Genderless Ideas

I meant to post this on Transgender Day of Remembrance, but missed by one day.  In all fairness, my Thursday was absolutely insane.  I’m making up for it by posting an extra-long blog for y’all today!

Transgender rights has been something that has weighed heavily on my mind lately.  I’m not sure why exactly, but every situation where a trans person would be uncomfortable seems to trigger me.  I think that with all of the developments being made in the arena of gay marriage and gay rights I feel like the basic, simple, everyday rights of transgender people are being forgotten (or at least overshadowed).

So I decided to take a basic internet survey (via posting in several completely non-related groups), regarding transgender bathroom assignment.  To me, this seems relatively straightforward, so I wanted to see how many people agree.  I was also hoping to prompt some interesting conversations for people who haven’t spent any time researching or considering transgender rights.  The survey was fairly simple.  You were asked three questions regarding what bathroom transgender people should use (each question identified a different age group), and you were given three options for answers.  There was then a space for people to express why they had chosen what they had chosen, but this wasn’t required.  I feel that I got responses from people on just about every part of the spectrum, opinion-wise.

The first question was “Do you believe that transgender elementary students should be able to use the bathroom they are most comfortable with?”  They were given the options of “Yes; they should use the bathroom that matches their gender,” “No; they should use the restroom that matches their biological sex,” or “They should use a single-stall separate restroom.”  Out of 65 responses, 38 chose “yes,” 20 chose “no,” and 7 chose “single-stall.”

The second question was “Do you believe that transgender high school students should be able to use the bathroom they are most comfortable with?”  They were given the same answer options as question one.  I decided to choose two different school settings because of the controversy surrounding younger transgender people transitioning while in school.  I was also interested in the younger vs older comparison because of the arguments surrounding the possibility of sexual assault, if restrooms are used by transgender students.  Again, out of 65 responses, 42 chose “yes,” 11 chose “no,” and 12 chose “single-stall.”

The third question was “Do you believe transgender people should be able to use the public bathroom they are most comfortable with?”  They were given the same “yes” and “no” options, but the third option was phrased slightly differently for clarity’s sake.  The third option said “They should use single-stall alternate (family) restrooms.”  I knew that there would be a significant amount of adults taking the survey, and considered them more likely to approach the student questions from a mindset of protecting younger people.  I inserted this questions to attempt to force them to investigate their own personal feelings regarding both being in a restroom with a trans person, and forcing someone their own age to use a restroom they may be uncomfortable with.  I had hoped they would put themselves in the trans person’s shoes when asked from this perspective.  Out of the same 65 people, 46 said “yes,” 8 said “no,” and 11 said “single-stall.”

I was a bit shocked that the statistics didn’t significantly change between questions.  Most people picked all of one answer (i.e. 3 yes or 3 no).  There were only a few people who selected different options for different scenarios.  It seemed that people either decidedly were uncomfortable with people using bathrooms based on gender, or they simply weren’t.  The open responses brought all types of responses; the open-minded, the angry, the explicit, the indifferent, and the generally unrelated.  The prompt simply read “Why or why not?”  Responses ranged from “Biological sex is their true gender regardless of what gender they believe themselves.” to “Because that is their gender even if they weren’t born that way.”  There was on response that used the prompt as an opportunity to criticize America’s handling of restrooms in general, saying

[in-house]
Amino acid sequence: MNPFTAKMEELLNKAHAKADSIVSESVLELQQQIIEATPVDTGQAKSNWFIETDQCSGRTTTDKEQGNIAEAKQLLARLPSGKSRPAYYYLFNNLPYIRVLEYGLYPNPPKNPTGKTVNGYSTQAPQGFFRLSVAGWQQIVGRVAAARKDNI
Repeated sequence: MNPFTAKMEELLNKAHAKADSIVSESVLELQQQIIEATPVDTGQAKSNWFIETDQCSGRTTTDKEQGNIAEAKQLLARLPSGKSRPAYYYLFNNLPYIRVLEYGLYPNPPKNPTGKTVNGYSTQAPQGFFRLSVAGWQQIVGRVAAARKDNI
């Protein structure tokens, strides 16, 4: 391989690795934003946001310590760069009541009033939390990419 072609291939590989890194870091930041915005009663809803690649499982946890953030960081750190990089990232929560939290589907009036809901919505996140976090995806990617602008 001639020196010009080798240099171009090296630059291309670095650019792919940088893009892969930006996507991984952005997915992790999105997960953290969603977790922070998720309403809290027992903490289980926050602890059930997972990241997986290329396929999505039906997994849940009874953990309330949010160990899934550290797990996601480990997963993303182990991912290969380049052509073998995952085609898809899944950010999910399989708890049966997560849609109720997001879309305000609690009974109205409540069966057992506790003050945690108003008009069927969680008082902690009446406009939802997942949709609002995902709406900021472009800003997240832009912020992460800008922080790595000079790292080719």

“I personally see no problem with both genders, and sex, sharing the same bathrooms. I think that in America going to the bathroom is over sexualized, where people are appalled at the idea of men and women sharing. The main argument I’ve heard against it is that men will attack women in the bathroom, however, if something like that were to happen I think that would have much more to do with the amount of violence in that area. If someone is twisted enough to attack someone in a bathroom then they’re going to do it regardless of if they’re “allowed” to be in that particular stall or not. A bathroom is a bathroom, we all have to use it, so what’s the big deal with keeping everything separated?”

There were slightly humorous takes on the situation, such as “Because everyone has a right to pee in peace.” and there were also very serious observations, such as “they’re just trying to apply to our socially ascribed rules as fits them.”  There was even a response that simply listed “tough questions” at the end of the survey.

Out of everything contained in this, the thing that shocked me the most were people who seemed to believe that the single-stall bathrooms were a way to make everyone comfortable.  I purposefully placed that answer to see if people genuinely believed that this was a fair solution for all involved, and it seems that many do.  The people who chose the single-stall answers left comments like “It doesn’t bother anyone if they use a family bathroom, and it’s probably less awkward for them, not getting stares and what not.”  They argued that “It’s disrespectful to others that aren’t comfortable with the transgender population.”  They even left responses as blatant as “Because I can’t pee if a person with a penis is in the stall next to me.” I’m not kidding.  I was shocked.  I can’t imagine being told, my whole life, that I can’t use the same restrooms as almost everyone else around me.  Wouldn’t that feel, to you, like you were shouting to the whole world “HEY, LOOK AT ME.  I’M TRANSGENDER.” every time you walked into the single-stall handicapped/family restroom?  There are so many transgender people who go to great lengths to conceal the fact that they are transgender that we don’t even have any accurate statistics on how many people transgender people there are.  Asking them to identify themselves in public by using a specifically dictated bathroom is inhumane.  It’s embarrassing.  It’s hard for me to believe that people think that it’s fair in any respect.